Thursday May 26 Ballina RSL headline

Wednesday June 8 feature Witty Wednesday Bracken Ridge Tavern

Friday June 17 Alex Hills High Fundraiser

Saturday June 18 – Calamvale Hotel Feature

Sunday June 19 – Stones Corner open Mic MC

Thursday June 23 Hamilton Hotel open mic MC

Saturday June 25 – Alex Hills Hotel Feature

Friday- Saturday June 30/ July 1 Sit Down (Paddo) MC

Saturday July 9 Swiss Hockey Fundraiser

Thursday – Saturday July 21/22/23 – Sit Down (Paddo) Headline

 

Right, 2015. Your turn.

2014 has been a tricky old beast. Planes keep falling out of unsuspecting skies, one unhinged lunatic makes Australia feel the spiky fear of terrorism and the acid aftertaste of xenophobia, Ebola gets mobile, Robin Williams takes this own life and we all try chia seeds to make it all feel better. All the good news gets a little lost in the more primal morass of loss, war and death. But good things did happen in 2014. Really good things. A Colorado man made history at the Johns Hopkins University Applied Physics Laboratory  when he became the first bilateral shoulder-level amputee to wear and simultaneously control two of the Laboratory’s Modular Prosthetic Limbs. Simply, he made both his new arms move by thinking about moving them. An Ohio teen took his great grandmother to the prom because she was far too poor to go to such a thing when she was young. Couples who fought through multiple miscarriages finally made their miracle children. People who should be dead from cancer are still with us.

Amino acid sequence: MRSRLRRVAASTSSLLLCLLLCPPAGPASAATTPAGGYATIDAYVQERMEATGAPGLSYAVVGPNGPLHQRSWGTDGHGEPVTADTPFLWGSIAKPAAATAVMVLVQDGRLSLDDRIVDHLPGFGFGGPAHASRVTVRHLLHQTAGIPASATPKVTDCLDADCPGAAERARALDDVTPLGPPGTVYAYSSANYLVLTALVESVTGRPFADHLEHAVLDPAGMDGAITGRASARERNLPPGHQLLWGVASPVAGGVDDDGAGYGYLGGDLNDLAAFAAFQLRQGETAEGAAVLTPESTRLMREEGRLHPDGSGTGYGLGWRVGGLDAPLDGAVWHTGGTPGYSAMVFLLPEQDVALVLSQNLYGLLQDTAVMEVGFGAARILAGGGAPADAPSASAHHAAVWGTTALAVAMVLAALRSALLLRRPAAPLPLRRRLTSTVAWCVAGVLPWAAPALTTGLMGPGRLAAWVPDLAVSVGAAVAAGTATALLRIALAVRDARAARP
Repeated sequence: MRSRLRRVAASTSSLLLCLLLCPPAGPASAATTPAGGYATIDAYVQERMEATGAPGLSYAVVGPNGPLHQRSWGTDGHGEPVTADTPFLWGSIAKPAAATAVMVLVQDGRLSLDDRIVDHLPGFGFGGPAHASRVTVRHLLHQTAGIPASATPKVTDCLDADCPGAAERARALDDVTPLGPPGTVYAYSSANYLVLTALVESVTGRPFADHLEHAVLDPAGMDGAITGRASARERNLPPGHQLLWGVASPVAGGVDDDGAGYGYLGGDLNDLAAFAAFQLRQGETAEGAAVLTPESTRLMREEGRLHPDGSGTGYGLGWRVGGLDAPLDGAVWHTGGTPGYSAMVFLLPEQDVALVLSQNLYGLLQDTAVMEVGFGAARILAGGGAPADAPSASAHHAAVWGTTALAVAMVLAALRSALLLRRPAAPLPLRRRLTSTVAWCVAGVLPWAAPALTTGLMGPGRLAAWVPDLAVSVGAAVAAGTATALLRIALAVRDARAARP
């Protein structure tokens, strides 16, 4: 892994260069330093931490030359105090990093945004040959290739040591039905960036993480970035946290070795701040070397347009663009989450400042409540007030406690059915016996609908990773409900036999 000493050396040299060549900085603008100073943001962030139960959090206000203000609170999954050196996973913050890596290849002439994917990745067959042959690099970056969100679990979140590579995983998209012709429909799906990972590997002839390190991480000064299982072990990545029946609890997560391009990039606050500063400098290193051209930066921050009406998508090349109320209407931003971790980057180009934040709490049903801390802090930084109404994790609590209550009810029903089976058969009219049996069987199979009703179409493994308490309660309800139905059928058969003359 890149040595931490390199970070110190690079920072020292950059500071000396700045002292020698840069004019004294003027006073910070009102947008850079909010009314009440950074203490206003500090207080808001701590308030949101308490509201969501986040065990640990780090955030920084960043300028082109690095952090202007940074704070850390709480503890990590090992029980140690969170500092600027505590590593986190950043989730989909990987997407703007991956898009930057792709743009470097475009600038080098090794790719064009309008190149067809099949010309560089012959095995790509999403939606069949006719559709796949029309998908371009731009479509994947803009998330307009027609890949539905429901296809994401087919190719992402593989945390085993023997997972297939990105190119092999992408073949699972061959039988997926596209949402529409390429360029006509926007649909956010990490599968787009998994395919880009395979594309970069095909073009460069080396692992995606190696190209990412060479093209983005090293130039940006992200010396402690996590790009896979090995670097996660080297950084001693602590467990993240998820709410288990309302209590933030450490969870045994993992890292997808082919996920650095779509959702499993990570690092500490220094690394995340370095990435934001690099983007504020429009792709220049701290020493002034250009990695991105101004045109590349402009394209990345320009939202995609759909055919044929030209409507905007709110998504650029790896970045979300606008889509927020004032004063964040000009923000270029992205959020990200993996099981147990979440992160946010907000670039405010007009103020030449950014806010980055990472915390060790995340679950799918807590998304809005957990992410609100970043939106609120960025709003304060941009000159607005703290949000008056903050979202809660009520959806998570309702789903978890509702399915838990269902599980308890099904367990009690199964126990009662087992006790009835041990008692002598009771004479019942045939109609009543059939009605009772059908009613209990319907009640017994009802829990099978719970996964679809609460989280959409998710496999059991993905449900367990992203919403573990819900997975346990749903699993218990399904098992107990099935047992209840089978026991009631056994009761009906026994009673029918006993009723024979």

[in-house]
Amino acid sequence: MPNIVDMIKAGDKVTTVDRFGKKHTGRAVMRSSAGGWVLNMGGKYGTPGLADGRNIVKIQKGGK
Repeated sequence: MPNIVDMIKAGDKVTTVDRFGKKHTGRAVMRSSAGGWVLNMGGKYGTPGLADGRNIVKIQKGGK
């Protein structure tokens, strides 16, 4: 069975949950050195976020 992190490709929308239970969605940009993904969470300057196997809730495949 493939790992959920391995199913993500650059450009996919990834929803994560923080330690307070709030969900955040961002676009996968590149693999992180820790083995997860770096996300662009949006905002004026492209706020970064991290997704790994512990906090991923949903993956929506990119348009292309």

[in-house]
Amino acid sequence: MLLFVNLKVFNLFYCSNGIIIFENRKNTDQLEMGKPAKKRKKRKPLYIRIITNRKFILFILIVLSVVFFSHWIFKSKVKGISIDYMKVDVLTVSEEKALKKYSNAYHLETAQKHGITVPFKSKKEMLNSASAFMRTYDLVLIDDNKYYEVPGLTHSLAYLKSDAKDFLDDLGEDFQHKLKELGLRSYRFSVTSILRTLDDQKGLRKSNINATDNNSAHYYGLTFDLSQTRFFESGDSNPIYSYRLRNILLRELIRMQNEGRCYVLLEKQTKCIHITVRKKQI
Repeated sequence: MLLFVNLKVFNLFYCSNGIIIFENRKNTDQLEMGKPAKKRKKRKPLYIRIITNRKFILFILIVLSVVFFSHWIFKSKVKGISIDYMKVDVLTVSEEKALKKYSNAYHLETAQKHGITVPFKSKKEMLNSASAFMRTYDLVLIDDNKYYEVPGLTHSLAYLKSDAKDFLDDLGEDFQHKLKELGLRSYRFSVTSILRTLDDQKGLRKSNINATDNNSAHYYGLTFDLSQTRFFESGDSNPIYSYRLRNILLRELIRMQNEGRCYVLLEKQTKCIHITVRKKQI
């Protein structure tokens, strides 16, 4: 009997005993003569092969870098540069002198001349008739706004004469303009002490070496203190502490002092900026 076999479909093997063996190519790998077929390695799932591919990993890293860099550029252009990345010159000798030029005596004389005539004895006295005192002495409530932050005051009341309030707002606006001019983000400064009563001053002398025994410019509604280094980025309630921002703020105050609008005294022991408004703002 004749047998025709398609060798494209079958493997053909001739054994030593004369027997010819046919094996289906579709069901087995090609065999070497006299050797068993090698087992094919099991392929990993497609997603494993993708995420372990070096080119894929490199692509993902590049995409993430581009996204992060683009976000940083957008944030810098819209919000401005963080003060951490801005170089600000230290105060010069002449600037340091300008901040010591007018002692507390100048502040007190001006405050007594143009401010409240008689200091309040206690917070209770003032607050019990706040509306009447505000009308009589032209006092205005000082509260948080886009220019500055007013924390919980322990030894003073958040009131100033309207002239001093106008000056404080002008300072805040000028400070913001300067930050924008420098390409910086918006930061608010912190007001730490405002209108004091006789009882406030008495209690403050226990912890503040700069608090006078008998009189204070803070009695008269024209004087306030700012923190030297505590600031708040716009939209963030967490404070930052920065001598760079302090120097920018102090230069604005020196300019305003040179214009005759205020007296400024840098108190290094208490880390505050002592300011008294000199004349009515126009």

I’m not here to give you a modern history lesson. I’m just saying, globally, we had our highs and lows. And my year failed to buck that trend. I ran over my 20 year old cat on the way to a gig and still had to do the gig with the image of her final moments on a loop in my head. I’ve been ill more than I’ve been well and spent quite a deal of time and money getting my physical and mental health on track. I didn’t get the job I’ve long dreamed of and worked my ass off to earn. But I’ve also spent the year getting to know my daughter. She was a cute baby, but she’s an astonishingly awesome little girl. She’s funny, she’s crazy smart, just plain crazy and now looks me in the eye and says “I love you very much, Mumma”. Those exact words. With those meltingly beautiful hazel eyes. And followed by a “big huge cuddle”. I’ve had some great words said directly at my eyes before. “You got the gig”, “its not thyroid cancer”, “your mum and dad will both make it out of this awful day alive”, “I do”. But nothing prepared me for the incredible lightness of her love. And falling more in love with her daddy as I see him through her eyes.